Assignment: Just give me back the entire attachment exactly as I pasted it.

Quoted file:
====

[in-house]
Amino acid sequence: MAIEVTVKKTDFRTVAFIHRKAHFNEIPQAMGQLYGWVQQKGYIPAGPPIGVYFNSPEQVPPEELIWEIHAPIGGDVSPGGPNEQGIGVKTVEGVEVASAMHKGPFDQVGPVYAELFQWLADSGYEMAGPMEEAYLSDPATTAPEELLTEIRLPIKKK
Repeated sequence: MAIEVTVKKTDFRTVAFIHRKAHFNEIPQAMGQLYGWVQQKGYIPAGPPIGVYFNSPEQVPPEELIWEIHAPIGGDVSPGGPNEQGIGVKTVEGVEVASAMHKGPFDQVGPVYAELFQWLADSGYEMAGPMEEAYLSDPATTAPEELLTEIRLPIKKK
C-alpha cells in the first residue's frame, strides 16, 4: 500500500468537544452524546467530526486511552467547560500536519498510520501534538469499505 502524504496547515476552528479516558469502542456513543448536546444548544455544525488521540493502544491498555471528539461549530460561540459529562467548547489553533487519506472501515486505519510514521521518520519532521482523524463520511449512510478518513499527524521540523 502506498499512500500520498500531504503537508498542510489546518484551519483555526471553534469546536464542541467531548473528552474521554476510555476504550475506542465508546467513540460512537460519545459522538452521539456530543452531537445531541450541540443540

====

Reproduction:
[in-house]
Amino acid sequence: MAIEVTVKKTDFRTVAFIHRKAHFNEIPQAMGQLYGWVQQKGYIPAGPPIGVYFNSPEQVPPEELIWEIHAPIGGDVSPGGPNEQGIGVKTVEGVEVASAMHKGPFDQVGPVYAELFQWLADSGYEMAGPMEEAYLSDPATTAPEELLTEIRLPIKKK
Repeated sequence: MAIEVTVKKTDFRTVAFIHRKAHFNEIPQAMGQLYGWVQQKGYIPAGPPIGVYFNSPEQVPPEELIWEIHAPIGGDVSPGGPNEQGIGVKTVEGVEVASAMHKGPFDQVGPVYAELFQWLADSGYEMAGPMEEAYLSDPATTAPEELLTEIRLPIKKK
C-alpha cells in the first residue's frame, strides 16, 4: 500500500468537544452524546467530526486511552467547560500536519498510520501534538469499505 502524504496547515476552528479516558469502542456513543448536546444548544455544525488521540493502544491498555471528539461549530460561540459529562467548547489553533487519506472501515486505519510514521521518520519532521482523524463520511449512510478518513499527524521540523 502506498499512500500520498500531504503537508498542510489546518484551519483555526471553534469546536464542541467531548473528552474521554476510555476504550475506542465508546467513540460512537460519545459522538452521539456530543452531537445531541450541540443540